By Steve Weinstein
By Bryan Bierman
By Lindsey Rhoades
By Chaz Kangas
By Ben Westhoff and Sarah Purkrabek
By Jena Ardell
By Jesse Sendejas Jr.
By Katherine Turman
This sideman date with star-crossed bebop pianist and composer Tadd Dameron might not be as essential as the ones with Miles and Monk you hardly need me to recommend. But I promise you'll fall for "On a Misty Night," Coltrane's most lyrical and dancing recorded solo to that point.
Cattin' With Coltrane and Quinichette
Compare and contrast: Already stacking chords and subdividing bebop's basic eighth-note unit, Coltrane could be playing twice as fast as Prez devotee Quinichette, even when the rhythm section supplies the same tempo for both.
Folks who were there say the somber and careening blues title track was the first recorded performance to approach the rigorous explorations Coltrane was by then routinely mesmerizing nightclub audiences with. And his closing flourish on "Slow Dance," a luscious melody by the forgotten Bernstein protégé Alonzo Levister, shows that "Naima"'s melody was on his mind long before Giant Steps.
The Ultimate Blue Train
[1957, Blue Note]
Although '50s wisdom had it the difference between Blue Note and Prestige was a day of paid rehearsal, Blue Note's real edgeand the reason Coltrane, until then seemingly no composer, suddenly blossomed forth with "Moment's Notice" and the looming title trackwas in allowing musicians to retain their publishing. In this case, it may be no more than the reunion with Philly Joe Jones, the drummer most in sync with him before Elvin. Having Lee Morgan as a foil doesn't hurt, either. The CD-ROM material congratulates you on your good taste in making this purchase.
[1958, Blue Note]
Originally issued as Cecil Taylor's Hard Driving Jazz, it doesn't work as well as it might have, for which blame sidemen unsympathetic to the pianist. But like the 1954 session by Miles and Monk that produced both "Bags' Groove" and a fistfight, this is one of those instances in which tension proves its own reward.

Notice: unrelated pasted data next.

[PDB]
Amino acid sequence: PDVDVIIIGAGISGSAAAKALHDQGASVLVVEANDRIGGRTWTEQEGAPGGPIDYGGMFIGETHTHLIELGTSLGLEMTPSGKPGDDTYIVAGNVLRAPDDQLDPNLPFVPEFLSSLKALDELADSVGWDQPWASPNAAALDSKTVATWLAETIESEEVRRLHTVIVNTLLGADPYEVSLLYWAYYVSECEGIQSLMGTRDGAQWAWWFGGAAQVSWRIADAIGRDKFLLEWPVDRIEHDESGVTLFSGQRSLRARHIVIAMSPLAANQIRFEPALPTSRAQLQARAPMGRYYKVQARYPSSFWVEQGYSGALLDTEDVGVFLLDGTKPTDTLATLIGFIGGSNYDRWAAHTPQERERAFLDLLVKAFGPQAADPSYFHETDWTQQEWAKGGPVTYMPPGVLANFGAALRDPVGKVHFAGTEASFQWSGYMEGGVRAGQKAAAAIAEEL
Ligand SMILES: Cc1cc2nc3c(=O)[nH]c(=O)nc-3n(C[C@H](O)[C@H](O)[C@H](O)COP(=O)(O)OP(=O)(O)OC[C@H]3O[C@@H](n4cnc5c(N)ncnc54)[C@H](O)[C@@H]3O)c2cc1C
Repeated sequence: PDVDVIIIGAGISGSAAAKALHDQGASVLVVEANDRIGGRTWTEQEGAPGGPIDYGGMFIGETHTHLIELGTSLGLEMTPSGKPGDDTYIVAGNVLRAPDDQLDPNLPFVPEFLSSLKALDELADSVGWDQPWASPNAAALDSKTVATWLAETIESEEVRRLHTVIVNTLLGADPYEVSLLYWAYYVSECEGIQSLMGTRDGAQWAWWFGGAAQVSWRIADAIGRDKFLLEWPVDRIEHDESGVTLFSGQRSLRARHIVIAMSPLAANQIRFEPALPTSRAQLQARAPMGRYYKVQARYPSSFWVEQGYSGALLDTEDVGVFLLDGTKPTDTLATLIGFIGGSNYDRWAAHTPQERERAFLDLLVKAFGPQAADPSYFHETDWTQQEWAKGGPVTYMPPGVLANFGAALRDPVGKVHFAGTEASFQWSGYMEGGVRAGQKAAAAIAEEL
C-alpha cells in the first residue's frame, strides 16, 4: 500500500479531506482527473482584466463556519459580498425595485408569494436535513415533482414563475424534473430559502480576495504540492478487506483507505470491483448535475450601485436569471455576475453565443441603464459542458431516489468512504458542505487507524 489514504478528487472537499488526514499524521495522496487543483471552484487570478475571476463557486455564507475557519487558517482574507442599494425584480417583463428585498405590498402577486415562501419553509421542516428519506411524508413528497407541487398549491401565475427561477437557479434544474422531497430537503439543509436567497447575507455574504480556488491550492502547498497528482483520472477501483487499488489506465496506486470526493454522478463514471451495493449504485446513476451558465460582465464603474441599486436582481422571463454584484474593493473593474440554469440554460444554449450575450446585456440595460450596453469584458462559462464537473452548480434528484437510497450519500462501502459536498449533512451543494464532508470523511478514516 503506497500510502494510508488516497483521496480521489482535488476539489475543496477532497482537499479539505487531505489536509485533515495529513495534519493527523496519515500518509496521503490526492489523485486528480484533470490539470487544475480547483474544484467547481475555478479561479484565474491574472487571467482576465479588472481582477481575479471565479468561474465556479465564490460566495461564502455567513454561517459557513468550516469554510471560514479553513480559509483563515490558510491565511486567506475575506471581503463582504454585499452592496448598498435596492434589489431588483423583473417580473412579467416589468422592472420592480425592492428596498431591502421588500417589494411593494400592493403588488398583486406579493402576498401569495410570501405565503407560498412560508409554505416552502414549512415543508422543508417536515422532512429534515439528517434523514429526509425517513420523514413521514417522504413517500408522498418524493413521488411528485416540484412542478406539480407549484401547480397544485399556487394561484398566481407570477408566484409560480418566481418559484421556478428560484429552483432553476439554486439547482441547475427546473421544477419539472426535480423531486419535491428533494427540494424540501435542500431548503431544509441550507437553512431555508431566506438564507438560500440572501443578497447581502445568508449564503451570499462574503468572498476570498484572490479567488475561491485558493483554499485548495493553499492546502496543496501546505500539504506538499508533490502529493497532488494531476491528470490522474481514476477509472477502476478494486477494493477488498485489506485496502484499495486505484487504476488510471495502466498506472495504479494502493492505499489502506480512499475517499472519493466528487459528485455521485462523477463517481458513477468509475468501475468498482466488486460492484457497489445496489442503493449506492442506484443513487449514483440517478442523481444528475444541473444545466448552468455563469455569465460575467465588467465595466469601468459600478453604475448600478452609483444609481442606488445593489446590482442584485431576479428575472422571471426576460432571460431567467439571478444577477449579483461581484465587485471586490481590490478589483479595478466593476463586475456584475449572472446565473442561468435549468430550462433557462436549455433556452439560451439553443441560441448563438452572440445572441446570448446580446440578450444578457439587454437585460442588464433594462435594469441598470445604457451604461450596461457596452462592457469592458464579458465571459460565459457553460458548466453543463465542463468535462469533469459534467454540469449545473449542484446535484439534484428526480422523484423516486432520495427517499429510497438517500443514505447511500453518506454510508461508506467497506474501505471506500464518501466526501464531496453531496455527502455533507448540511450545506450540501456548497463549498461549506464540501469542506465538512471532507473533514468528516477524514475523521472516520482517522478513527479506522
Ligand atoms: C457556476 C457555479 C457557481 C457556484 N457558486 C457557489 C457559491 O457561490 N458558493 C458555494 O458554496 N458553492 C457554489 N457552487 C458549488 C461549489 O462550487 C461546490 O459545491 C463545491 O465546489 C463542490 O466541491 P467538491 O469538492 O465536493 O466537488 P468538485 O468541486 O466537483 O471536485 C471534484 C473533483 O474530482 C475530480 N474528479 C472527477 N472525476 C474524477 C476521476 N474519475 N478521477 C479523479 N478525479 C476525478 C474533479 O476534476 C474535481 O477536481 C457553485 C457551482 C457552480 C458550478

The year of Kind of Blue and Ornette Coleman's Five Spot debut was also the year of Coltrane's tour de force on the changes of . . . they speed by so quickly no one's ever been sure if "Giant Steps" is derived from Tin Pan Alley or a Nicolas Slominsky exercise. Only Charlie Parker's "Ko Ko" presages its dazzle and profundity.
[1960 (1966), Atlantic]
This romp with Don Cherry, Charlie Haden, and Ed Blackwell provides the only clue we have of what Coltrane might have sounded like sitting in with Ornette. Coltrane adds another dimension, going for the harmony that isn't there.
My Favorite Things
Coltrane's greatest hitthough pianist McCoy Tyner is the quartet member who takes to modes as if born seesawing between major and minor.
[1960 (1964), Atlantic]
Late-released leftovers. "Equinox," a two-chord vamp stretched to the breaking point, shouldn't have had to wait. Nor should a "Body and Soul" that rivals Coleman Hawkins's. It's the first one I bought, and it proved addictive.
The Complete Africa/ Brass Sessions
[1961 (1995), Impulse]
Figures the only Coltrane album produced by Creed Taylor would be orchestral. But the horns hit like an augmented rhythm sectionon "Blues Minor," like a second Elvin Jones.
The Complete 1961 Village Vanguard Recordings
[1961 (1997), Impulse]
This four-CD box, which expands the original LP with material from Impressions and the vaults, isn't the only live Coltrane you'll ever need, but its three epic versions of "Chasin' the Trane" are a good start. Plus generous helpings of Eric Dolphy, Coltrane's musical soulmate and very nearly his match.
Coltrane (Deluxe Edition)
"The Inch Worm" shows Coltrane wasn't above fishing for another modal, three-quarter-time novelty hit. But the reasons for buying this now are the gorgeous "Soul Eyes" and a shattering "Out of This World."
Live at Birdland
It's the one with "Alabama," his famous requiem for four little girls killed in a church bombing that summersomething of a ringer for being recorded in the studio. The concert highlight is "I Want to Talk About You," a ballad with an extended cadenza as searing and inventive as any of Coltrane's uptempo adventures.
John Coltrane and Johnny Hartman
Coltrane performed a mitzvah by reviving the career of a neglected crooner, while casting himself in the unfamiliar (but not altogether unlikely) role of obbligatist. As perfect as Lester Young with Billie Holiday, andassuming a certain level of taste and sophisticationstill a potent first-date aphrodisiac. Or so I'm told.
Simultaneously a ballad album, a darkly ruminative suite, and a subtle exercise in reconfiguring Latin rhythms into a rubato three-against-four (though not billed as any of those things), this has been a favorite of conservatives from Martin Williams to Wynton Marsalis, who regard it as Coltrane's quartet peak. Only what's coming up next stops me from going that far.